If you’ve ever thought that the plastic flowers that adorn the bottles of Marc Jacobs’ popular fragrances Daisy, Lola and Dot were more than slightly OTT, you may want to turn away for the rest of this review. With his latest feminine fragrance, entitled ‘Decadence‘, Jacobs has pulled out all of the bottle design stops and has fashioned a flacon that resembles one of the designer’s much sought after handbags, capturing the familiar shape of his bags. After all, what is the ultimate accessory next to fragrance? Here the designer bag and the designer scent combine to create something that will have the eyes of many fashion fans bulging and their mouths shouting “gimme”! As the press release says, it’s “the ultimate statement maker”, and a statement it certainly makes.
Decadence, the fragrance, was composed by Annie Buzantian (Puredistance I & Marc Jacobs Dot) and is billed as something “glamorous and indulgent” and “impulsively luxurious”. The whole thing seems aimed at a more serious audience and isn’t as youth-courting as Jacobs’ earlier fragrances. In an industry where only the young matter, it’s good to see something that isn’t aimed at tweens, but Decadence is far from mature and appears to simply offer an alternative to the wishy washy bottles of clean florals that saturate the market. But just how decadent is it?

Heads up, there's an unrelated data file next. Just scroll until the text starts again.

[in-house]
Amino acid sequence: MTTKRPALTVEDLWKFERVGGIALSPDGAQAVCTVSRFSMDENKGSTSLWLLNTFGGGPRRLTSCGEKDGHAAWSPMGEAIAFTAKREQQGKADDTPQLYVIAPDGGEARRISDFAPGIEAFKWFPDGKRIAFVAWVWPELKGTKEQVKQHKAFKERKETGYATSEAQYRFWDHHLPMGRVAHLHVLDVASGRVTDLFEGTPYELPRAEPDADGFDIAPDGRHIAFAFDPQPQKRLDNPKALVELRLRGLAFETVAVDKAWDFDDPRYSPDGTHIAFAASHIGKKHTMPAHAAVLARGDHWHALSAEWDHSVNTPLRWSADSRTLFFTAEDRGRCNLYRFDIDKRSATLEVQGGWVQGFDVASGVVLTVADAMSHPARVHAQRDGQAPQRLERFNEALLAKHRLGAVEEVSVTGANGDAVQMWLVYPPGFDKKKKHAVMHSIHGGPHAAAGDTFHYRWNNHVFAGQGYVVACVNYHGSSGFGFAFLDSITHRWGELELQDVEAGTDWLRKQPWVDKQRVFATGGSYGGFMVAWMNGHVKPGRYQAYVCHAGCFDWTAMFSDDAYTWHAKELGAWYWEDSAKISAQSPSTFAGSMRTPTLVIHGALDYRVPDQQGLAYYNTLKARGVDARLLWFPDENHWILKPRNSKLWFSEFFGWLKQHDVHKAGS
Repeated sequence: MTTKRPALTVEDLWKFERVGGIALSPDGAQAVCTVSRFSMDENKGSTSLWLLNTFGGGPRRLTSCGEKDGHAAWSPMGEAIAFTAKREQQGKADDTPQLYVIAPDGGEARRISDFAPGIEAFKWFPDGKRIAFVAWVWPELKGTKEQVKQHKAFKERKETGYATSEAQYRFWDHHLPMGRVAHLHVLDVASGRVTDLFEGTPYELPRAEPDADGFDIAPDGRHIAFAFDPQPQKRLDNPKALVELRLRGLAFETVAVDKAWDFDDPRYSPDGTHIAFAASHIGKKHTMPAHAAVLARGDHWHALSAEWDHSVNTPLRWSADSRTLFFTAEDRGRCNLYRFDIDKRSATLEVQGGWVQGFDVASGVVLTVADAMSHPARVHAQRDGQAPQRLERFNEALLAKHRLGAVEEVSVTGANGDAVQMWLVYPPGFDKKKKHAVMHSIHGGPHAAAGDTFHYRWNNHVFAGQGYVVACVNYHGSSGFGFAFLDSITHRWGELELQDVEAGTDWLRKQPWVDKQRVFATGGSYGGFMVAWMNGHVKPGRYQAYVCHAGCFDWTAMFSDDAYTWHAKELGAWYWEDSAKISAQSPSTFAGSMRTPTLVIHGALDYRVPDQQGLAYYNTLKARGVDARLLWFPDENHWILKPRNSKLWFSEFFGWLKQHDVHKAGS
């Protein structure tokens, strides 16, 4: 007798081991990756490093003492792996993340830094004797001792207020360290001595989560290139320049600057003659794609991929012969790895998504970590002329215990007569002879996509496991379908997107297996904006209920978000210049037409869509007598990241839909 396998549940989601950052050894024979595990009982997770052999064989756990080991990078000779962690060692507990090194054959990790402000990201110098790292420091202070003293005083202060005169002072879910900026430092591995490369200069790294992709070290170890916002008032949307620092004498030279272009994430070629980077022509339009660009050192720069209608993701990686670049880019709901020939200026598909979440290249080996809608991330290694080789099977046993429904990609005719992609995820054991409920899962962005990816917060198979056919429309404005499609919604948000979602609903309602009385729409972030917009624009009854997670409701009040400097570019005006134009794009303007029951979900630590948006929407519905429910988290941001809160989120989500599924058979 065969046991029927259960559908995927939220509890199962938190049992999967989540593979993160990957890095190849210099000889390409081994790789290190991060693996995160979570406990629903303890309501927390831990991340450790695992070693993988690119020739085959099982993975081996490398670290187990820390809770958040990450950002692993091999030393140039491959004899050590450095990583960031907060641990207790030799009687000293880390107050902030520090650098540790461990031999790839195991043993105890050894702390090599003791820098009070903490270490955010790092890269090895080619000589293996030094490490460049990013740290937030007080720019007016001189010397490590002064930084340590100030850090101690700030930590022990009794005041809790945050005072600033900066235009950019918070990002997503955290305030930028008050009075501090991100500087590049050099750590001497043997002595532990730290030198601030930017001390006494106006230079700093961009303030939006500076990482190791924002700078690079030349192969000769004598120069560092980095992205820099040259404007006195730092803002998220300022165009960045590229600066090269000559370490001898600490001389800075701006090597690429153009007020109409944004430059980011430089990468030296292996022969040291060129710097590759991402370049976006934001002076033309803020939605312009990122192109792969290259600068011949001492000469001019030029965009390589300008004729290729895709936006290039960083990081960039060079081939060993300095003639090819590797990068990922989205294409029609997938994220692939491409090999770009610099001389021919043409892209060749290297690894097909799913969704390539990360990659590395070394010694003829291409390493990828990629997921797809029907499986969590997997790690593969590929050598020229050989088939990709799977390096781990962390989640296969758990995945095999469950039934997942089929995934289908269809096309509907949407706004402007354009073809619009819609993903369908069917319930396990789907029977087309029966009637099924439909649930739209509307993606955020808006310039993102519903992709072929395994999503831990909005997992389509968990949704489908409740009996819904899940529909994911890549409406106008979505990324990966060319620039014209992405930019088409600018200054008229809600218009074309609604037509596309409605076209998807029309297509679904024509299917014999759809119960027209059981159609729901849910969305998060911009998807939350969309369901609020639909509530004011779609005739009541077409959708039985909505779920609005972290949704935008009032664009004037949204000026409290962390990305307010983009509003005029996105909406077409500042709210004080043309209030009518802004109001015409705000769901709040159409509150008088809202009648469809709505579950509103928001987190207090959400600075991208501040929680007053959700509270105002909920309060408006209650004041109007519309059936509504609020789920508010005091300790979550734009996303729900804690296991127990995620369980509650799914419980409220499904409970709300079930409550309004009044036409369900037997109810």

It’s hard to deny the power of Marc Jacobs’ popular fragrance, Daisy. Since its launch in 2007, the wispy floral has become a best seller and has found many fans, thanks in part to the super-cute vinyl flowers that adorn its bottle. It has spawned a family of spin offs and most of Jacobs’ fragrances since have tried to recapture the magic of the original, resulting in a family of vinyl clad bottles and airy juices.
For 2014, Marc Jacobs is launching the latest instalment in the Daisy narrative, the languid-sounding ‘Daisy Dream‘. Created by venerable perfumers, Alberto Morillas (the gent behind the original Daisy, Amouge’s Opus VIIand Salvador Dali) and Ann Gottlieb (responsible for Marc Jacobs’ Lola and Sarah Jessica Parker’s Covet), Daisy Dream is a wistful and pastel-shaded perfume that seems to be made for long summer days under blue skies.
Created to present “an airy and ethereal new chapter in the story of Marc Jacob’s free-spirited Daisy”, Daisy Dream is a fruity floral fragrance with a subtle touch of gourmand. It’s accompanying film, directed by Jacobs’ friend, Sofia Coppola, is an otherworldy affair inspired by Coppola’s cult indie film ‘The Virgin Suicides’ and presents this fragrance as something surprisingly light and ghostly.
This week on Escentual I review the brand new launch from Marc Jacobs – ‘Honey’. Like most Marc Jacob scents Honey is a competently produced and fancy-free fragrance that matches cutesy styling (those vinyl flower/bees) and a sunny, sweet scent that is as wearable as it is joyful.
Please click on the image above to visit the Escentual Blog and read my review. Feel free to leave a comment there and share your thoughts about Honey!